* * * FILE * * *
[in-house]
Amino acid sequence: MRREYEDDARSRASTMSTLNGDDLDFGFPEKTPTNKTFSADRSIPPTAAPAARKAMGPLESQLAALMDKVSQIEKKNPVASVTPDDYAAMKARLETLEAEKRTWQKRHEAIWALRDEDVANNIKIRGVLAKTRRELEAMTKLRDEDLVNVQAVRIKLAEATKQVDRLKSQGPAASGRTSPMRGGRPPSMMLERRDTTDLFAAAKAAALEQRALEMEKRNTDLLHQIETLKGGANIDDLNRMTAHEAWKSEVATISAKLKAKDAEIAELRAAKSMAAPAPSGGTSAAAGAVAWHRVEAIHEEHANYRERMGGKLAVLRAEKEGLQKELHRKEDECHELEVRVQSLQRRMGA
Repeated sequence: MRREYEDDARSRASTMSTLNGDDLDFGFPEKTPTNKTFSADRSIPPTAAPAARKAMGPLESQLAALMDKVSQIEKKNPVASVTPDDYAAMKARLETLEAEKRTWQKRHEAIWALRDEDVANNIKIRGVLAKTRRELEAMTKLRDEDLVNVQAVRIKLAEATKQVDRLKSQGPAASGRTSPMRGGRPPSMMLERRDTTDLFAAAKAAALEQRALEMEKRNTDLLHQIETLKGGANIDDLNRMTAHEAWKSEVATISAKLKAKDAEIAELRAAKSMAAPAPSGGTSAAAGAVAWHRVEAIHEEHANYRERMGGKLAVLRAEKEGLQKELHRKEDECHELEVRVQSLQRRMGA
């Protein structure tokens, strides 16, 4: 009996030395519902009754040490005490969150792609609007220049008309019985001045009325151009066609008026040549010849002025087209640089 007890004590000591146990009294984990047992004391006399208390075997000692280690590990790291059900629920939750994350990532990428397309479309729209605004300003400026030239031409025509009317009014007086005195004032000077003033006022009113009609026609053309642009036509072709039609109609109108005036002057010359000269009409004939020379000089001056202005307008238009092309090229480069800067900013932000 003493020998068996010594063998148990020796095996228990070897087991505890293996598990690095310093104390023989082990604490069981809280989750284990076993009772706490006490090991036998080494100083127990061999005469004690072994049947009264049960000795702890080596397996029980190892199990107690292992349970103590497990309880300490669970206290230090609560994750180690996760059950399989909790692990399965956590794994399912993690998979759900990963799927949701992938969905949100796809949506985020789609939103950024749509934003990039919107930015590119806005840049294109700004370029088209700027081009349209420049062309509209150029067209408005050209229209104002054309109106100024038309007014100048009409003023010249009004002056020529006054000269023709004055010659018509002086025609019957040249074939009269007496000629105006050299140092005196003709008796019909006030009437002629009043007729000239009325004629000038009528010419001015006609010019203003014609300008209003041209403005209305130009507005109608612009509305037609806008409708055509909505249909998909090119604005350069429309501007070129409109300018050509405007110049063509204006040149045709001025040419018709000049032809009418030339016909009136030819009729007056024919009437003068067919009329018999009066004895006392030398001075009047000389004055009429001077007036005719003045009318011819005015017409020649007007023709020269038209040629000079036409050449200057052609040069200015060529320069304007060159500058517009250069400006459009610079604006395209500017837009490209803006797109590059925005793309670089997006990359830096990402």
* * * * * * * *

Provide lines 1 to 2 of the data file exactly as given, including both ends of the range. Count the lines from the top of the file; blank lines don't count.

[in-house]
Amino acid sequence: MRREYEDDARSRASTMSTLNGDDLDFGFPEKTPTNKTFSADRSIPPTAAPAARKAMGPLESQLAALMDKVSQIEKKNPVASVTPDDYAAMKARLETLEAEKRTWQKRHEAIWALRDEDVANNIKIRGVLAKTRRELEAMTKLRDEDLVNVQAVRIKLAEATKQVDRLKSQGPAASGRTSPMRGGRPPSMMLERRDTTDLFAAAKAAALEQRALEMEKRNTDLLHQIETLKGGANIDDLNRMTAHEAWKSEVATISAKLKAKDAEIAELRAAKSMAAPAPSGGTSAAAGAVAWHRVEAIHEEHANYRERMGGKLAVLRAEKEGLQKELHRKEDECHELEVRVQSLQRRMGA